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Race & Demographics

The Road To Diversity In Tech: Code The Dream

Woman stands in front of the Code The Dream office.
Courtesy of Dan Rearick
Program Associate Reid Russom and Director of Programs Daisy Magnus-Aryitey prepare to usher in a new breed of coders to the tech world.

Part of the American dream includes a solid education with the promise of a lucrative job down the road. For students in North Carolina who are undocumented or recipients of DACA, that dream is elusive. These facts were part of the impetus for Code the Dream, a nonprofit organization that teaches immigrant and minority youth the art and science of coding.

Co-founder and executive director Dan Rearick noticed that some children from Latinx communities hit a wall after high school graduation. North Carolina laws prohibit undocumented residents from receiving in-state tuition, and they are also blocked from federal financial aid. Without higher education, many are faced with the prospect of low-wage jobs. Rearick joins host Frank Stasio to talk about the program.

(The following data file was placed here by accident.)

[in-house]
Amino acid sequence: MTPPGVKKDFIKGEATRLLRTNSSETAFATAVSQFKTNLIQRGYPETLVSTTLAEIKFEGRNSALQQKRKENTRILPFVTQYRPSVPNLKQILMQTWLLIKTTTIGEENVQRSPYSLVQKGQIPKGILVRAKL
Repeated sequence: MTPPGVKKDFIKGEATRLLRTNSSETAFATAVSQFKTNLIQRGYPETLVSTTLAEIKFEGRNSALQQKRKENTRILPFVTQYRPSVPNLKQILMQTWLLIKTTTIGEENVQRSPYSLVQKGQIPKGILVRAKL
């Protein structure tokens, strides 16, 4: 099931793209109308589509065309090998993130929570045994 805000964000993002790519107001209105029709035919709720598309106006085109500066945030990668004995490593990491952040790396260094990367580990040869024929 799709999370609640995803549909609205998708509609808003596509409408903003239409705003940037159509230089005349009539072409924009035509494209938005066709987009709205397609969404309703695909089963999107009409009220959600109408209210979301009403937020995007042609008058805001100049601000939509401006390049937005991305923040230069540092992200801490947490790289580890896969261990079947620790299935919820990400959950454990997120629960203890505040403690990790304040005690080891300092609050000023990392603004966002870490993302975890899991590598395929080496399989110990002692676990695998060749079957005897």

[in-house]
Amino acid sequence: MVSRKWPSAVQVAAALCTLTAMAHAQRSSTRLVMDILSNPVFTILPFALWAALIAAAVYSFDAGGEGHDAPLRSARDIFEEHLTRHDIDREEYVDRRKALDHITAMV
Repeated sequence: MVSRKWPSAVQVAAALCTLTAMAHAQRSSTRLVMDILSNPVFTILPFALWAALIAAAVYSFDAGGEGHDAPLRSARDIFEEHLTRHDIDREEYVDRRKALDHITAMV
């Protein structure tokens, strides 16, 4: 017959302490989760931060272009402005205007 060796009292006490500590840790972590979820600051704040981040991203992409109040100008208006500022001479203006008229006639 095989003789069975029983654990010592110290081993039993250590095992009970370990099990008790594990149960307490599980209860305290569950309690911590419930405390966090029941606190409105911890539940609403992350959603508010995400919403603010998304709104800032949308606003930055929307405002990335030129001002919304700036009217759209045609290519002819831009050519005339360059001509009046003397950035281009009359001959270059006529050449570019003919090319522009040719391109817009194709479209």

He is joined by a few current and former participants: Andrea Hernandez Guzman is a software developer and mentor at Code the Dream. She is a DACA recipient who was not sure if traditional college made sense for her. Fernando Osorto took a gap year after high school to work construction and quickly realized that was not the life for him. He went through the program and now develops apps for Duke University. Irene Serrano spent her teenage years in a tiny room with her three brothers, mom, stepdad and other migrant farmworkers from across the country. Her training with Code the Dream prepared her to work on an app to help migrant farmworkers and their families. She shares what it has been like to come full circle.

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